1 Replies
Lila - August 17

Dr. Smith
Sorry but I am still reading some of your old posts and I saw another thing I became curious about. You had a post several months ago where you talked about “Embryo Glue”. You mentioned aside from the company that manufactures the product there were no other studies yet to back up that research – is that still true today? This may be a really stupid question but is it like a drug – IE has it received FDA approval? If in fact it does work are there issues/side effects to the embryo or has it not been in use long enough to truly know those statistics?

Lastly and again I apologize if this is a stupid question because I have to admit I am a little fuzzy on implantation – I understand that all the cell division leading up to blast and beyond if done correctly is evidence that the embryo is most likely healthy and chromosomally correct - is there any thought that the ability to implant also proves viability? My question (that I am having trouble articulating) is that if you super glue a borderline or chromosomally challenged embryo to the uterine wall can a “slow grower”, that would otherwise have likely miscarried, be put in a position where it keeps growing but it would still be too slow or with problems? Also if it does not keep growing and a D&C become necessary is there any increased risk of damage to the uterus from the glue or is my imagination just making the Embryo Glue seem much stronger than it really is?

Thanks again


Dr Smith - August 18

I am not aware of any following studies substantiating the manufacturer's claim of improved implantation following use of Embryo Glue.

"Embryo Glue" is a commercial name that is rather misleading. It is not a glue at all. Catchy name though. "Embryo Glue" is blastocyst stage culture medium supplemeted with hyaluronan, a naturally occuring, long chain sugar molecule found in all parts of the body. This supplemented medium is used for embryo transfer.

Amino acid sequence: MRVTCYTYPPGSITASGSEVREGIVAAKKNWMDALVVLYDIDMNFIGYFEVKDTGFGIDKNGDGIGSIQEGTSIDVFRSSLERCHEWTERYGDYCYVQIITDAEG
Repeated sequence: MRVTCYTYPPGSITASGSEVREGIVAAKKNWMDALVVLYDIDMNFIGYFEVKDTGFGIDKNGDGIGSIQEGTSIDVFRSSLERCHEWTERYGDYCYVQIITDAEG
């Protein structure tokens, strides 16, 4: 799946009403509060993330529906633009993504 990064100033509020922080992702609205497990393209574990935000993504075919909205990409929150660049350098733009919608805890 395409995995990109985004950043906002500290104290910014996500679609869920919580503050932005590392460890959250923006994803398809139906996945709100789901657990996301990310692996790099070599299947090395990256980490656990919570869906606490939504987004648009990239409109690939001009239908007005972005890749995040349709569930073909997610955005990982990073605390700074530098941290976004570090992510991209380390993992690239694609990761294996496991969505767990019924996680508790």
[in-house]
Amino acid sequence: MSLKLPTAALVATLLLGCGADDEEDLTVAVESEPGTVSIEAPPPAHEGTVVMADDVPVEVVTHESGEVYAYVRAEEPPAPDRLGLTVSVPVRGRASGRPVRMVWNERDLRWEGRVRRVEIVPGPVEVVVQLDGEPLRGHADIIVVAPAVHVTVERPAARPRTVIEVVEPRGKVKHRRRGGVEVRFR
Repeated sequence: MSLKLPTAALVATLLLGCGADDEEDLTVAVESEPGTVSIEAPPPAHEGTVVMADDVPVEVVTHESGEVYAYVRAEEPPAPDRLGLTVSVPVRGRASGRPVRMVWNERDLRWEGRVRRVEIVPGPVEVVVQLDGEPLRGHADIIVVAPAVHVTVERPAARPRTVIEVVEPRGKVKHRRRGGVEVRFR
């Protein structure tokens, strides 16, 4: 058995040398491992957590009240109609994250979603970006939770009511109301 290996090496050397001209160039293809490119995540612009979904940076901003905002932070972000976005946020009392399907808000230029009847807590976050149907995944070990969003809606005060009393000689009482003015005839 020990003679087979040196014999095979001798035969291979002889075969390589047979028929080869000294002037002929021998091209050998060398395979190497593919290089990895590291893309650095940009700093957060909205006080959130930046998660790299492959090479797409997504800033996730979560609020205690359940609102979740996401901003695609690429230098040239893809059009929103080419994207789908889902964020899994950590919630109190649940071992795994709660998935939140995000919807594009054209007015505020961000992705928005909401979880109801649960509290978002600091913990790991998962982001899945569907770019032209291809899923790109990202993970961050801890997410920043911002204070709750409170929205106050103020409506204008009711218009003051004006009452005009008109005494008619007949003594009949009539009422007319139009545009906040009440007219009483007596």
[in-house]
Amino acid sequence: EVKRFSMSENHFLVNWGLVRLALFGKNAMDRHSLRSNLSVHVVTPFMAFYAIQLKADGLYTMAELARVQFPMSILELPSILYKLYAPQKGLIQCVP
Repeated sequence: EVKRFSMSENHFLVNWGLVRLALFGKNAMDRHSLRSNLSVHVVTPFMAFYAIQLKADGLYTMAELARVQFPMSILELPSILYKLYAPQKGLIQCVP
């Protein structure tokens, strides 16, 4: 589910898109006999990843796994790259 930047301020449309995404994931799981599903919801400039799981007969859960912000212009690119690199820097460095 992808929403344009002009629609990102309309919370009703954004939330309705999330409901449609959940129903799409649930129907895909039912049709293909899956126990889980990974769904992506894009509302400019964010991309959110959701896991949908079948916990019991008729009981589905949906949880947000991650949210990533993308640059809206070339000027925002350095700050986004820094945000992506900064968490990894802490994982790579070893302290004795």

Hyaluronan is more concentrated in uterine fluid around the time of implantation than at other times during the cycle. Based on this circumstancial evidence, the commercial product "Embryo Glue" was developed. Yes, it has FDA approval, as do all commercial products used in IVF in the U.S. However, that does not imply that the efficancy of this product has been convincing demonstrated; more along the lines that it is non-toxic to embryos. As far as well can tell, there are no side effects or long term problems associated with "Embryo Glue" - probably because is a narturally occuring molecule.

Embryo Glue is thought to act in one of two ways. It may be acting as a "bridging" molecule that binds to receptors on both the trophectorderm cells (outer surface of the blastocyst) and the endometrial cells facilitating attachment. OR, by increasing the viscosity of the transfer medium, it helps by keeping the embryos in place after transfer. Botom - Who knows?

You make a good point and imagination drives the coomos. Don't be shy. At present, I'm not aware of any evidence that would suggest that Embryo Glue increases the implantation rate of developmentally challenged embryos (I'm being PC here) that would result in an increase in "chemical" or "empty sac" pregnancies. So far, so good. Since Embryo Glue" is a soluable molecule in the uterine fluid, there would be no damage to the endometrium associated with performing a D&C.

No worries.



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